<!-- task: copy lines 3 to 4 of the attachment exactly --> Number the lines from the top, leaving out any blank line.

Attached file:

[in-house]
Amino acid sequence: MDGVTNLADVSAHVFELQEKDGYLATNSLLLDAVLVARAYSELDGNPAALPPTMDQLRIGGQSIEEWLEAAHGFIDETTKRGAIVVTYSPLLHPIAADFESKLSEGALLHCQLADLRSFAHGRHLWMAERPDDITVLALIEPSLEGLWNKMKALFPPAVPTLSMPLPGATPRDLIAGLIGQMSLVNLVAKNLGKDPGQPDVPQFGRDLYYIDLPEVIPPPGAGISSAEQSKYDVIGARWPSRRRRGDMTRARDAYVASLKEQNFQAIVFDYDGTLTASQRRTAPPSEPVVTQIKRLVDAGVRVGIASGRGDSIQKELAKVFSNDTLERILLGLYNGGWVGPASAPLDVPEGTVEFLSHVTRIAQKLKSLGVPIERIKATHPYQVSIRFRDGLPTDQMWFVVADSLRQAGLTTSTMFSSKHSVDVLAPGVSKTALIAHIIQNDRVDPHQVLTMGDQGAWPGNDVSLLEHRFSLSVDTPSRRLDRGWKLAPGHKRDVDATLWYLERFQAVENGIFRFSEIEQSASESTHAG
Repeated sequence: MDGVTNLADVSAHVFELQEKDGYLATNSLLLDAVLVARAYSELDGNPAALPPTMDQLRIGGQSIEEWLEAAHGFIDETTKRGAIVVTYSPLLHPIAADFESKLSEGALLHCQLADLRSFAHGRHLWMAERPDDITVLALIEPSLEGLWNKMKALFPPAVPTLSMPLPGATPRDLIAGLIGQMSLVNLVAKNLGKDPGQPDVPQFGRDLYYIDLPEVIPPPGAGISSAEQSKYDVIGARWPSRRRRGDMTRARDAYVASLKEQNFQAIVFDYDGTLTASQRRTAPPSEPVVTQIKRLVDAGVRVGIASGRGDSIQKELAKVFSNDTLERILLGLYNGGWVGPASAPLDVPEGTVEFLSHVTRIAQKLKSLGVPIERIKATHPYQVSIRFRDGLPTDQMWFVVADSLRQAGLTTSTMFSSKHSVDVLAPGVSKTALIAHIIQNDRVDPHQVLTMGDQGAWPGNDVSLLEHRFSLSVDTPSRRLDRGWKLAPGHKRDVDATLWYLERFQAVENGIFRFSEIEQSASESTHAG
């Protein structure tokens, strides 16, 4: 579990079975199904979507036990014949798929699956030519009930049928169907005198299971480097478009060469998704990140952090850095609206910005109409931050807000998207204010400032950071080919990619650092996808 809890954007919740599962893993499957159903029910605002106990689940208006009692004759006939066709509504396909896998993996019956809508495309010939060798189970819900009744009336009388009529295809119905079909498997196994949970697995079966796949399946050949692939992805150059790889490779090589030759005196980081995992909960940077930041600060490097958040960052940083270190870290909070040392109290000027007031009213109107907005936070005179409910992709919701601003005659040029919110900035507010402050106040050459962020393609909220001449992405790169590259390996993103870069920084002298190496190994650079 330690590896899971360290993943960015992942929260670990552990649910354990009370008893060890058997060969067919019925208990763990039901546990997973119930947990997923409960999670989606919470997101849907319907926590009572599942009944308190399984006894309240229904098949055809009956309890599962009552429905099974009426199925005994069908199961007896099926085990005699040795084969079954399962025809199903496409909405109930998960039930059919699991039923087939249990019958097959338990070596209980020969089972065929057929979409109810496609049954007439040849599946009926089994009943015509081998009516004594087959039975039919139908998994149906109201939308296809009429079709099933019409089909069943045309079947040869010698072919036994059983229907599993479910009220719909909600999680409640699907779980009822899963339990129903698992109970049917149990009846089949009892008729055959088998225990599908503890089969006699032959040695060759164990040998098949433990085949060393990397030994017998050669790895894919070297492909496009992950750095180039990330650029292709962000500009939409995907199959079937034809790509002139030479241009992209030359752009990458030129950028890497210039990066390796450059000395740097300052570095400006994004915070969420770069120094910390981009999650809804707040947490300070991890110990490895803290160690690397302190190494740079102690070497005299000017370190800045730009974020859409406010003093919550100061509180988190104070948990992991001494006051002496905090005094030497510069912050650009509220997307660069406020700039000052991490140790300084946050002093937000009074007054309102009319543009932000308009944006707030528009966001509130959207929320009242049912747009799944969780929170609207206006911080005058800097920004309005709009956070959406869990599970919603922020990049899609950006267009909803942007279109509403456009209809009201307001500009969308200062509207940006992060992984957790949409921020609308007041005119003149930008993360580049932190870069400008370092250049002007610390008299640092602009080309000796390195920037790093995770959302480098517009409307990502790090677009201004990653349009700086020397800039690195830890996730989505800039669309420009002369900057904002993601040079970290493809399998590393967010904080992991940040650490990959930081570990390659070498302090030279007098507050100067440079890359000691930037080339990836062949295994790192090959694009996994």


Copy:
Repeated sequence: MDGVTNLADVSAHVFELQEKDGYLATNSLLLDAVLVARAYSELDGNPAALPPTMDQLRIGGQSIEEWLEAAHGFIDETTKRGAIVVTYSPLLHPIAADFESKLSEGALLHCQLADLRSFAHGRHLWMAERPDDITVLALIEPSLEGLWNKMKALFPPAVPTLSMPLPGATPRDLIAGLIGQMSLVNLVAKNLGKDPGQPDVPQFGRDLYYIDLPEVIPPPGAGISSAEQSKYDVIGARWPSRRRRGDMTRARDAYVASLKEQNFQAIVFDYDGTLTASQRRTAPPSEPVVTQIKRLVDAGVRVGIASGRGDSIQKELAKVFSNDTLERILLGLYNGGWVGPASAPLDVPEGTVEFLSHVTRIAQKLKSLGVPIERIKATHPYQVSIRFRDGLPTDQMWFVVADSLRQAGLTTSTMFSSKHSVDVLAPGVSKTALIAHIIQNDRVDPHQVLTMGDQGAWPGNDVSLLEHRFSLSVDTPSRRLDRGWKLAPGHKRDVDATLWYLERFQAVENGIFRFSEIEQSASESTHAG
């Protein structure tokens, strides 16, 4: 579990079975199904979507036990014949798929699956030519009930049928169907005198299971480097478009060469998704990140952090850095609206910005109409931050807000998207204010400032950071080919990619650092996808 809890954007919740599962893993499957159903029910605002106990689940208006009692004759006939066709509504396909896998993996019956809508495309010939060798189970819900009744009336009388009529295809119905079909498997196994949970697995079966796949399946050949692939992805150059790889490779090589030759005196980081995992909960940077930041600060490097958040960052940083270190870290909070040392109290000027007031009213109107907005936070005179409910992709919701601003005659040029919110900035507010402050106040050459962020393609909220001449992405790169590259390996993103870069920084002298190496190994650079 330690590896899971360290993943960015992942929260670990552990649910354990009370008893060890058997060969067919019925208990763990039901546990997973119930947990997923409960999670989606919470997101849907319907926590009572599942009944308190399984006894309240229904098949055809009956309890599962009552429905099974009426199925005994069908199961007896099926085990005699040795084969079954399962025809199903496409909405109930998960039930059919699991039923087939249990019958097959338990070596209980020969089972065929057929979409109810496609049954007439040849599946009926089994009943015509081998009516004594087959039975039919139908998994149906109201939308296809009429079709099933019409089909069943045309079947040869010698072919036994059983229907599993479910009220719909909600999680409640699907779980009822899963339990129903698992109970049917149990009846089949009892008729055959088998225990599908503890089969006699032959040695060759164990040998098949433990085949060393990397030994017998050669790895894919070297492909496009992950750095180039990330650029292709962000500009939409995907199959079937034809790509002139030479241009992209030359752009990458030129950028890497210039990066390796450059000395740097300052570095400006994004915070969420770069120094910390981009999650809804707040947490300070991890110990490895803290160690690397302190190494740079102690070497005299000017370190800045730009974020859409406010003093919550100061509180988190104070948990992991001494006051002496905090005094030497510069912050650009509220997307660069406020700039000052991490140790300084946050002093937000009074007054309102009319543009932000308009944006707030528009966001509130959207929320009242049912747009799944969780929170609207206006911080005058800097920004309005709009956070959406869990599970919603922020990049899609950006267009909803942007279109509403456009209809009201307001500009969308200062509207940006992060992984957790949409921020609308007041005119003149930008993360580049932190870069400008370092250049002007610390008299640092602009080309000796390195920037790093995770959302480098517009409307990502790090677009201004990653349009700086020397800039690195830890996730989505800039669309420009002369900057904002993601040079970290493809399998590393967010904080992991940040650490990959930081570990390659070498302090030279007098507050100067440079890359000691930037080339990836062949295994790192090959694009996994």